it was only made public when someone alerted a local TV station. To explain the delay, the Alberta Energy Regulator claimed it took 10 days to determine the size of the spill. The industry and the government called it salt water but the local Dene tribe claim the "toxic substance contains hydrocarbons, high levels of salt, sulphurous compounds, metals and naturally occurring radioactive materials, along with chemical solvents and additives used by the oil industry."
It is located in a muskeg or wetland area, habitat of birds, lynx, woodland bison, wolves, moose, woodland caribou.
The substance is the inky black colour of oil, and the treetops are brown. Across a broad expanse of northern Alberta muskeg, the landscape is dead. It has been poisoned by a huge spill of 9.5 million litres of toxic waste from an oil and gas operation in northern Alberta, the third major leak in a region whose residents are now questioning whether enough is being done to maintain aging energy infrastructure.
Alberta’s had an average of two crude oil spills a day, every day for the past 37 years.
That makes 28,666 crude oil spills in total, plus another 31,453 spills of just about any other substance you can think of putting in a pipeline – from [toxic] salt water to liquid petroleum.
Apache spill is one of Alberta's largest pipeline rupturesThis spill is over and above The Dirty Business of Moving Oil.The Pipeline Observer reports 10 oil spills in 30 days in North America.
Nearly a dozen days after the fact, Alberta's tardy energy regulator has reported that a ruptured pipeline owned by Apache has spilled nearly 60,000 barrels of contaminated water near Zama City, Alberta.
A pipeline carrying "produced water" from an oil field to a waste injection site broke on June 1, contaminating 42 hectares of muskeg.
Produced water can be highly saline and contain a variety of petroleum toxins as well as heavy metals.
Neither Apache nor the regulator, the Energy Resources Conservation Board (ERCB), has released any information on the toxicity of the produced water or why the pipeline failed.
Greenpeace calls the leak one of the largest of its type in Canadian history.
Keith Stewart, a Greenpeace spokesman, said this kind of waste water is full of toxic compounds.
"This is a massive spill of toxics into one of the most important wetlands in Canada, if not the world," he said from Toronto. "The government shouldn't be trying to hide these kinds of things."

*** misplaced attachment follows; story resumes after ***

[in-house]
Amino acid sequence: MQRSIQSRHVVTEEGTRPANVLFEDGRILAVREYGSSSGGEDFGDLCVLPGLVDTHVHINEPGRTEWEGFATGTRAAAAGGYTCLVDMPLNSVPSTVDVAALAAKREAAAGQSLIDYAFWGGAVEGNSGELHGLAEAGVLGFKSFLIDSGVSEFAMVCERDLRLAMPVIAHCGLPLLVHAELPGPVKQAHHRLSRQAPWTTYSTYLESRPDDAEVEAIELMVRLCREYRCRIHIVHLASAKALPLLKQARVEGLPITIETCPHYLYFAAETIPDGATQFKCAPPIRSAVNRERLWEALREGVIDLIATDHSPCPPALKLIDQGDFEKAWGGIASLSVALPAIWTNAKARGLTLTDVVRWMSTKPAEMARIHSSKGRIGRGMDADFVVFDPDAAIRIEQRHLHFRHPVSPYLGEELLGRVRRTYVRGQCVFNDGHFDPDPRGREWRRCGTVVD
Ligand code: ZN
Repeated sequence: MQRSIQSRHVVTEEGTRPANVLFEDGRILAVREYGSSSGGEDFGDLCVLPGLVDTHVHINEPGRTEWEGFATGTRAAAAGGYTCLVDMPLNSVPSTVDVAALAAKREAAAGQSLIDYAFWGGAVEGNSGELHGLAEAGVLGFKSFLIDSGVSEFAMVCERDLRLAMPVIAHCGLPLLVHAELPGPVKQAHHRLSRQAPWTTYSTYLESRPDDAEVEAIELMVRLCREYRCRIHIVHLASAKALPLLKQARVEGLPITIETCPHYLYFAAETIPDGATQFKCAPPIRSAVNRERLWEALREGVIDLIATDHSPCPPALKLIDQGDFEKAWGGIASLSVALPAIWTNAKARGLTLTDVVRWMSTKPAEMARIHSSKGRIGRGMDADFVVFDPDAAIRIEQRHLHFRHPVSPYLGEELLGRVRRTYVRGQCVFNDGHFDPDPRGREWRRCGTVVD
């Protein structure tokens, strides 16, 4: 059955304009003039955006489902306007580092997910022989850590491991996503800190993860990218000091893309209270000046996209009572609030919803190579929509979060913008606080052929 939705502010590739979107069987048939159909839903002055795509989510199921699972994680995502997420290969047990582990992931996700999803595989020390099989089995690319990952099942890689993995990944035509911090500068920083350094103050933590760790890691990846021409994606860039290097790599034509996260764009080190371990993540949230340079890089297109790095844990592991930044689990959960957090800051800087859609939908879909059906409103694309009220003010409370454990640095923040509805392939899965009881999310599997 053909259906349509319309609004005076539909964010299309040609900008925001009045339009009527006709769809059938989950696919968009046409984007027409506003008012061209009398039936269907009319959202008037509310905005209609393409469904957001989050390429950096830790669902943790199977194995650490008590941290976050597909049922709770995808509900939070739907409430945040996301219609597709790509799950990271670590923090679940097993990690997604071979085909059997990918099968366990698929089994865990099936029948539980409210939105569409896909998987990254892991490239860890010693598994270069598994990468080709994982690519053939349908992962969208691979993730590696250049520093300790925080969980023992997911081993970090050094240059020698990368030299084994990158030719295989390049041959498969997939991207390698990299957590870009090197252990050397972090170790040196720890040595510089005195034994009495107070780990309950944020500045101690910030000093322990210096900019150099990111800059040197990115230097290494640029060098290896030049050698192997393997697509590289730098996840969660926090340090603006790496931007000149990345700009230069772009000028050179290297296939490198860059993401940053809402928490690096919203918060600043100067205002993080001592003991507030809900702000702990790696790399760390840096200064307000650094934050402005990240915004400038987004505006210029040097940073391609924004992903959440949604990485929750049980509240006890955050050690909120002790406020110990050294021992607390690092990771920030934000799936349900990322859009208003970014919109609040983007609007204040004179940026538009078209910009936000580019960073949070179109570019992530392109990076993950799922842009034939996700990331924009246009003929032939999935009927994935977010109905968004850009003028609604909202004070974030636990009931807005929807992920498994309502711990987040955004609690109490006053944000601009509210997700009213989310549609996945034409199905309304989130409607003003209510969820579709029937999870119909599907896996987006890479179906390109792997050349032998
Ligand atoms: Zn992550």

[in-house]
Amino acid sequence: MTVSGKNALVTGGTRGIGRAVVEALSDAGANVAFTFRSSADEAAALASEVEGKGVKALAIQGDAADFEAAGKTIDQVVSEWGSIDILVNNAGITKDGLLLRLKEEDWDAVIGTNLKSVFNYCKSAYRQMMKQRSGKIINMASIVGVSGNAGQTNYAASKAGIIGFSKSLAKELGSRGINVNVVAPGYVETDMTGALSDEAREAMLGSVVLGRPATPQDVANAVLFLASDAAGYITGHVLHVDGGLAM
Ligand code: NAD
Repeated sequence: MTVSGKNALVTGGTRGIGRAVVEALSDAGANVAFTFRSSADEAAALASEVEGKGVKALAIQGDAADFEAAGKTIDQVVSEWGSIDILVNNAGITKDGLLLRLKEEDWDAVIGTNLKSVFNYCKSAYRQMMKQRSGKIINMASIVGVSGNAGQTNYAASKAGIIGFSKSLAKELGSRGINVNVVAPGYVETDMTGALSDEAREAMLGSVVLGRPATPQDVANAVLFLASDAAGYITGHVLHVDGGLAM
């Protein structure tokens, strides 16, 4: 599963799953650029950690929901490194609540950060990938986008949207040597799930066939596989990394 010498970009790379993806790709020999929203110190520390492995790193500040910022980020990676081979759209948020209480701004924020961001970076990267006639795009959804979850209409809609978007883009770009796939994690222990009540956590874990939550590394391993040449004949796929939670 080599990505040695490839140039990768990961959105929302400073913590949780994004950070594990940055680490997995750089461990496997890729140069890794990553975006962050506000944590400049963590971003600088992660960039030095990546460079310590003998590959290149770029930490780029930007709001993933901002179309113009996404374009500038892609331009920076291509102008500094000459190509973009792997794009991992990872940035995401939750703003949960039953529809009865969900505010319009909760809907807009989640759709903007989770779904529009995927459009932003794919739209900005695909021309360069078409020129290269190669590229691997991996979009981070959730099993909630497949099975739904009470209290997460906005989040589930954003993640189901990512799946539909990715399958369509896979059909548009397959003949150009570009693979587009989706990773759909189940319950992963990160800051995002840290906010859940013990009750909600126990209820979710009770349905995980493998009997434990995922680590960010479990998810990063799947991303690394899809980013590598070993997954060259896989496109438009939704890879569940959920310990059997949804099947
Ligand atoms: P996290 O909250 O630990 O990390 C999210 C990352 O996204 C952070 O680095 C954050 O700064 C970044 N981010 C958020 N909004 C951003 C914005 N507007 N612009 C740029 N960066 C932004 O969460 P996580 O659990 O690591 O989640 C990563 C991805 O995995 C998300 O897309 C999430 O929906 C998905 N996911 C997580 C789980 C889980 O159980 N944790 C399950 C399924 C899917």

Zama City is a hamlet ("City" is an irony) administered by Mackenzie County. It is located approximately 115 km in a straight line (150 km by road) northwest of High Level. It is a service centre for the Zama oil field, which is possibly the largest oil and gas field in the province. According to the 2011 Census of Canada, there are 93 permanent residents in Zama City, but the hamlet often supports a transient workforce population approaching 4,000 peoplePhoto credit: Robert Chamberland
DeSmog weighs in
Alberta Government Mum on Fracking Company's Industrial LeakUPDATE June 15, 2013:
This most recent spill's location makes independent observations difficult to carry out, but that doesn’t mitigate the environmental consequences. Though sparsely populated, the area surrounding Zama City is a marshy wetland that is a key habitat to many species of waterfowl. It also houses a number of wild bison.
Apache's 9.5 Million Litre Spill Covers 42 Hectares of "Internationally Important" Wetlands
the Dene Tha First Nation who has been trapping in the area since the 1950s report detection of “hydrocarbons, high levels of salt, sulphurous compounds, metals and naturally occurring radioactive materials, along with chemical solvents and additives used by the oil industry.”
No estimates have been released regarding the duration of the leak, although locals say the evidence shows it could have be present for "months" before it was detected on June 1st.
Chief James Ahnassay told The Globe and Mail “‘Every plant and tree died’ in the area touched by the spill.”
[The only photos of the spill were taken by the Dene Nation in the area.]